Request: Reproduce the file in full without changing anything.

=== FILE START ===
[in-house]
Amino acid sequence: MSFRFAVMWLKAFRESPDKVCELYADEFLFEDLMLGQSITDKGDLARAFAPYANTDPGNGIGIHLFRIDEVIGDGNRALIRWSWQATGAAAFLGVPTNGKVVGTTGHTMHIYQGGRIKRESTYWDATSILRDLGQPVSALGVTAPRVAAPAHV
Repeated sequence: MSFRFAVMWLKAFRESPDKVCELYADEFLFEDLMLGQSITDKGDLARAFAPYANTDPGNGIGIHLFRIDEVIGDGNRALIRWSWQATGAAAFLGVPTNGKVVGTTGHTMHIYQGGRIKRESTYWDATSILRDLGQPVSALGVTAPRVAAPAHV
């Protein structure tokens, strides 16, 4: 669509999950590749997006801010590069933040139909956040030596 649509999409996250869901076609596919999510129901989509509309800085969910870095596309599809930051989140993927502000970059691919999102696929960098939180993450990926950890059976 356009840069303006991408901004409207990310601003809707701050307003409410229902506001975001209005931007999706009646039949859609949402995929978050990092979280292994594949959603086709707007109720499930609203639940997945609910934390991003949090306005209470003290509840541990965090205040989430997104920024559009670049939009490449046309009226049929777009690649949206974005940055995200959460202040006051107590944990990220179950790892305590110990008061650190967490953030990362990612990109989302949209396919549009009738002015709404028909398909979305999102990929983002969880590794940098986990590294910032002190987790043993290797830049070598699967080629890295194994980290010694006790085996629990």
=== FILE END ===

[in-house]
Amino acid sequence: MSFRFAVMWLKAFRESPDKVCELYADEFLFEDLMLGQSITDKGDLARAFAPYANTDPGNGIGIHLFRIDEVIGDGNRALIRWSWQATGAAAFLGVPTNGKVVGTTGHTMHIYQGGRIKRESTYWDATSILRDLGQPVSALGVTAPRVAAPAHV
Repeated sequence: MSFRFAVMWLKAFRESPDKVCELYADEFLFEDLMLGQSITDKGDLARAFAPYANTDPGNGIGIHLFRIDEVIGDGNRALIRWSWQATGAAAFLGVPTNGKVVGTTGHTMHIYQGGRIKRESTYWDATSILRDLGQPVSALGVTAPRVAAPAHV
């Protein structure tokens, strides 16, 4: 669509999950590749997006801010590069933040139909956040030596 649509999409996250869901076609596919999510129901989509509309800085969910870095596309599809930051989140993927502000970059691919999102696929960098939180993450990926950890059976 356009840069303006991408901004409207990310601003809707701050307003409410229902506001975001209005931007999706009646039949859609949402995929978050990092979280292994594949959603086709707007109720499930609203639940997945609910934390991003949090306005209470003290509840541990965090205040989430997104920024559009670049939009490449046309009226049929777009690649949206974005940055995200959460202040006051107590944990990220179950790892305590110990008061650190967490953030990362990612990109989302949209396919549009009738002015709404028909398909979305999102990929983002969880590794940098986990590294910032002190987790043993290797830049070598699967080629890295194994980290010694006790085996629990």